When A Little One Enters

I hear the scamper of your little feet

And know that I am in for a thousand questions

As though everything in your world has yet to be named

And could be edible

As though clothes were silly except when it’s cold

As though mirrors were windows to a place

Populated with our twins

Who stared when we stared

And moved when we moved

As though tool were toys that made no sense

As though gardens were roofless places

Full of enigmas

As though flowers were just colorful things

That grew out of some other mystery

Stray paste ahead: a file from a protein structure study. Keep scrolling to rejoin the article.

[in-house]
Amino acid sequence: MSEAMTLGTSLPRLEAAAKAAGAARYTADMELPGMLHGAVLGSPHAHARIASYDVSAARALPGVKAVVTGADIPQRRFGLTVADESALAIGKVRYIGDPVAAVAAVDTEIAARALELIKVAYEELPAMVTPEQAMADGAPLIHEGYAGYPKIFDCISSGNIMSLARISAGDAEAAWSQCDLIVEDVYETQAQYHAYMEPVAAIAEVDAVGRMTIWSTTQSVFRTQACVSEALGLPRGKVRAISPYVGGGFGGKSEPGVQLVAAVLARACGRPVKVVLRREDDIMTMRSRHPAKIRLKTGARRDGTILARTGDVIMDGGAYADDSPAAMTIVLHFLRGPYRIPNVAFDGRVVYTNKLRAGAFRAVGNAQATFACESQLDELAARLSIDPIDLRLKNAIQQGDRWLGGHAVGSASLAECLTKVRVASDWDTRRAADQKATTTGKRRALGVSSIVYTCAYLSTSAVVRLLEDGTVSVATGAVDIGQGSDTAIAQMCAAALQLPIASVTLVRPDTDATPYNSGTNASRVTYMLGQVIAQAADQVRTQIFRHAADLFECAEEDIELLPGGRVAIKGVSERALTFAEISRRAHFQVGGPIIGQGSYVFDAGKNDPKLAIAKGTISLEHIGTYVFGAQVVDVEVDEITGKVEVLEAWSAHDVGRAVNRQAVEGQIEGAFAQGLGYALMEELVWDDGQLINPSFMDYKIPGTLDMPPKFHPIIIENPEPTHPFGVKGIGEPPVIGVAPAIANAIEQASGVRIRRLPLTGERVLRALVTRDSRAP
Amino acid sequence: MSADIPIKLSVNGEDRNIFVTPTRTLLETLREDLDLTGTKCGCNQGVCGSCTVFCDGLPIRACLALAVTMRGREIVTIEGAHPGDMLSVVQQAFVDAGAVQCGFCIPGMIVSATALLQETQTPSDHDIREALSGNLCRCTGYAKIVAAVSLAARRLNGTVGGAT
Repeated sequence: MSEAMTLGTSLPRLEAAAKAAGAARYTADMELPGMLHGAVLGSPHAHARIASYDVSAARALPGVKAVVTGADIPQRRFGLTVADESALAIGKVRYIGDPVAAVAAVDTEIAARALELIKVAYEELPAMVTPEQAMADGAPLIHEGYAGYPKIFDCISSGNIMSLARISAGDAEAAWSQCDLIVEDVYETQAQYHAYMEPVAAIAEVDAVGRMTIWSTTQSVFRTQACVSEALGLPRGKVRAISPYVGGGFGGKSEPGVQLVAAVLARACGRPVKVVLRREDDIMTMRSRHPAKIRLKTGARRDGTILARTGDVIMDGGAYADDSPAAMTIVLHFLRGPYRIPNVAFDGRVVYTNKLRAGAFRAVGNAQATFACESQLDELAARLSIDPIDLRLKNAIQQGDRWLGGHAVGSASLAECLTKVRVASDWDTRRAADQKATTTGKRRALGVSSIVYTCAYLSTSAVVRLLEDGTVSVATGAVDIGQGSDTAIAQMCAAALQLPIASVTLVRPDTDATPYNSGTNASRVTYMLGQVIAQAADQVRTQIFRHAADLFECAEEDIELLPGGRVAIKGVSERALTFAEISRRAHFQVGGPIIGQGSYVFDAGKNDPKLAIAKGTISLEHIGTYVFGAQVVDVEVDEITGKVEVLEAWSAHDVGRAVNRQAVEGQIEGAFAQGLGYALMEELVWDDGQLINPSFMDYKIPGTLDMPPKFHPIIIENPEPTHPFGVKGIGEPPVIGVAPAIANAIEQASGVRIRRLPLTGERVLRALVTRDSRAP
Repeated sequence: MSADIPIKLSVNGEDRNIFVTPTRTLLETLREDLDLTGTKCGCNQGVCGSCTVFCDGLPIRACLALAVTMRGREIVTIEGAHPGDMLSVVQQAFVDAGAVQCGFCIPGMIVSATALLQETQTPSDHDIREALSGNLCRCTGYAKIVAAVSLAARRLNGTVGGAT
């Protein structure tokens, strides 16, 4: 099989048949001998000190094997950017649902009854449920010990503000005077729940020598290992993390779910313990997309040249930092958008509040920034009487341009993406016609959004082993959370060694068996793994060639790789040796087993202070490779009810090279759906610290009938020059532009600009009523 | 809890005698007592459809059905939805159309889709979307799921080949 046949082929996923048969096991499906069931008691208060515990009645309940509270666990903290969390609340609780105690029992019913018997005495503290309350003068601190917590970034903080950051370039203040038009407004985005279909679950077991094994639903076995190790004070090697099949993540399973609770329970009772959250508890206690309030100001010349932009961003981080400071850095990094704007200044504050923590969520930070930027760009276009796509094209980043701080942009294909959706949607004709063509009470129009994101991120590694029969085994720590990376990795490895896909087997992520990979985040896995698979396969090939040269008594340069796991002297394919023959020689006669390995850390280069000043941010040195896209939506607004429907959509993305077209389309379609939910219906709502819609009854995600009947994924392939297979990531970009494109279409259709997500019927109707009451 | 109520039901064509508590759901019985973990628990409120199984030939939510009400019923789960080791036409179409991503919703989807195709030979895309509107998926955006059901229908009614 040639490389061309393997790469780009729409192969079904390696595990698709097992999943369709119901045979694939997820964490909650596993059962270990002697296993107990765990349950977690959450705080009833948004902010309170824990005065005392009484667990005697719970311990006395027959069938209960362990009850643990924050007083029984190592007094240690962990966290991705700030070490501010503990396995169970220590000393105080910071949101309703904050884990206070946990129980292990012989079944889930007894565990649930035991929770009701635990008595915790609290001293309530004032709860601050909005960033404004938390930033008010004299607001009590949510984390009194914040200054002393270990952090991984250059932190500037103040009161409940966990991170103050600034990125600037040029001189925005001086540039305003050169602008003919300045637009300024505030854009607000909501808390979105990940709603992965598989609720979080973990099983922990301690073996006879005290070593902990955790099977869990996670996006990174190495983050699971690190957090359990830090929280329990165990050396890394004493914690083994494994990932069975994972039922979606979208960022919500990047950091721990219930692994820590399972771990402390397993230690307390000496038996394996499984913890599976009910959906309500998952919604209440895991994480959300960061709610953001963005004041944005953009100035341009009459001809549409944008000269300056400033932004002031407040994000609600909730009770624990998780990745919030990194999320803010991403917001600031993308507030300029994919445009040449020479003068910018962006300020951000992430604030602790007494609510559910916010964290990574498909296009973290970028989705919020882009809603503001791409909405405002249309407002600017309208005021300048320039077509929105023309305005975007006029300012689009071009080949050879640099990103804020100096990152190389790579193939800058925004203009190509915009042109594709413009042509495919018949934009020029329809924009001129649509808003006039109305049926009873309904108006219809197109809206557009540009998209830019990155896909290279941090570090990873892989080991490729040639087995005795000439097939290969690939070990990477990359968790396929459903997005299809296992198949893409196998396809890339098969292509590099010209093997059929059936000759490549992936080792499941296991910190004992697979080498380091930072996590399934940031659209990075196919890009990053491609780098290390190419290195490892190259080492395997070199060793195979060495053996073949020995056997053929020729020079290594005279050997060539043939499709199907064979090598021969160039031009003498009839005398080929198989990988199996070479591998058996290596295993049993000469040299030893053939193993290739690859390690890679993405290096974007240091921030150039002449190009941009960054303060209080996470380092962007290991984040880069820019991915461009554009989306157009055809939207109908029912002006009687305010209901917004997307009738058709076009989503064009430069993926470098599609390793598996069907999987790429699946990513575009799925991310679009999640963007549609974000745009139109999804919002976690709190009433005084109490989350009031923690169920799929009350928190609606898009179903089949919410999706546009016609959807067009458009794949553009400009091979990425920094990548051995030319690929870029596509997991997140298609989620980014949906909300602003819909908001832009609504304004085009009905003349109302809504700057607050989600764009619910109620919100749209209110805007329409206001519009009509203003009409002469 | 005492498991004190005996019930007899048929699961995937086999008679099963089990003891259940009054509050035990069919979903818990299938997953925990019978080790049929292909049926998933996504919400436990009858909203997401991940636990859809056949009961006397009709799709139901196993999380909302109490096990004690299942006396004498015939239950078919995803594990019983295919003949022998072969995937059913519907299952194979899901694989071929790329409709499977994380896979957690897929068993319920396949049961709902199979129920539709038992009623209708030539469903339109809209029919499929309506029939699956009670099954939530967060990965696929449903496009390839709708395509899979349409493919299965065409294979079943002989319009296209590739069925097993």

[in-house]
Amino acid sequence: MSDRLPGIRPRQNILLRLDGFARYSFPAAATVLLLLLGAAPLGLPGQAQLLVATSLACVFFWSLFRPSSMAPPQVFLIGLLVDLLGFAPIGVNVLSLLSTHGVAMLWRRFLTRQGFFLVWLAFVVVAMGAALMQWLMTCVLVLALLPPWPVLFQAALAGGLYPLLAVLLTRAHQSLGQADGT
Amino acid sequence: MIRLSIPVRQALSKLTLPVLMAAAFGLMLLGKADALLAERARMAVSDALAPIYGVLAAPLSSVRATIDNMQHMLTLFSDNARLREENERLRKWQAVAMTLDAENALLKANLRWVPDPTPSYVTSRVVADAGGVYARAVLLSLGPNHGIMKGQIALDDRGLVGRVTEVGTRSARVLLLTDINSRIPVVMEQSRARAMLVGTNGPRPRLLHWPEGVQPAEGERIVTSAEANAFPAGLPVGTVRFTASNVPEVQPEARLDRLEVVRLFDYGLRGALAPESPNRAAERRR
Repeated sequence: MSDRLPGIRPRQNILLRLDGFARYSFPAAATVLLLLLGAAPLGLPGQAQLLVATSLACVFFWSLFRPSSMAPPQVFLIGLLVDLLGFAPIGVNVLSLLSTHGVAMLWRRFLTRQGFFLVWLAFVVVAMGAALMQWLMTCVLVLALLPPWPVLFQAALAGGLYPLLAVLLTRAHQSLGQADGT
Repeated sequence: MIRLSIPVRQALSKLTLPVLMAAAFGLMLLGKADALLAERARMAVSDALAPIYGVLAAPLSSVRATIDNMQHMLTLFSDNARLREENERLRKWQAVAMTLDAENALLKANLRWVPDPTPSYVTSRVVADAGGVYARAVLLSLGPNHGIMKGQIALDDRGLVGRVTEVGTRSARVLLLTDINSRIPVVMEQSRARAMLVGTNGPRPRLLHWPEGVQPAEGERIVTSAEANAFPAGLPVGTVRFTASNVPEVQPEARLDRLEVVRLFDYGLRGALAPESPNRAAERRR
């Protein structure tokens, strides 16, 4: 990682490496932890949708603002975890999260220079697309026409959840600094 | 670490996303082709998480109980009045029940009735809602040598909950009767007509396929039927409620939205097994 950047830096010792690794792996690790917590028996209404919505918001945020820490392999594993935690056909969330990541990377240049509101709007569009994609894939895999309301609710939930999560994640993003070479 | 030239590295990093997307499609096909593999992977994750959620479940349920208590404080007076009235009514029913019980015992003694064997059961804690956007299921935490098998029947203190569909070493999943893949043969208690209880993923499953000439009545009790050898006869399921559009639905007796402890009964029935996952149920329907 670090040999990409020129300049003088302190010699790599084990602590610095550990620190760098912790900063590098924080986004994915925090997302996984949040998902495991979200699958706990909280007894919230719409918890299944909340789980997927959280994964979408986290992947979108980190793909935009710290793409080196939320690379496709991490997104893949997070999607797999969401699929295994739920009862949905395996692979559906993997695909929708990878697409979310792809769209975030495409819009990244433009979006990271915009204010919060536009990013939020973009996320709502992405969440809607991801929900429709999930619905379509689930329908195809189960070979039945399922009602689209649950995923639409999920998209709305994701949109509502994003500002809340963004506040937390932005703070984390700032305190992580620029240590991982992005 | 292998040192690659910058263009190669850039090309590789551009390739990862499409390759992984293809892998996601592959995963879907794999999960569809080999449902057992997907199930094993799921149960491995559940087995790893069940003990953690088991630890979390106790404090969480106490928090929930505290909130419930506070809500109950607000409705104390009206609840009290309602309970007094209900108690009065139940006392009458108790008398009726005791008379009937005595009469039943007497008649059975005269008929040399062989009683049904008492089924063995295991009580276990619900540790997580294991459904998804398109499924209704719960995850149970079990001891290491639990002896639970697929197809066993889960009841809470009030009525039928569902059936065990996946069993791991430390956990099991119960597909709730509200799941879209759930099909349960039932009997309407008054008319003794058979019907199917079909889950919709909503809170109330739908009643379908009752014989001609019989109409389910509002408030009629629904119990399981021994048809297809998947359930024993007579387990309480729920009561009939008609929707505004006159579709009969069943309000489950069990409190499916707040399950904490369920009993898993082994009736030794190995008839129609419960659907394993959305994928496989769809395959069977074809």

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Troydon Wainwright is a philosopher and Reiki Master based in Cape Town. Born with mild cerebral palsy and dyslexia, Toydon learnt to write as a way to overcome the barriers his dyslexia placed in front of him. “I wrote my way out of dyslexia,” said Troydon, “or at least to the point where reading and writing aren’t a problem anymore.” During the day he works as an educational facilitator (someone who helps special needs students cope academically and become more independent). At night he dedicates his time to writing. He has won a Nova award for his short story, The Sangoma’s Storm, and been a feature poet at the Off the Wall poetry readings in Cape Town and at Cape Town Central Library. Three of his poems were also included in the anthology Africa’s Best New Poets. He has also been published in the South African Literary journal, New Contrast. One of his Facebook posts, in which he took a stand against racism, has gone viral (http://www.troydonwainwright.com/when-love-went-viral/).

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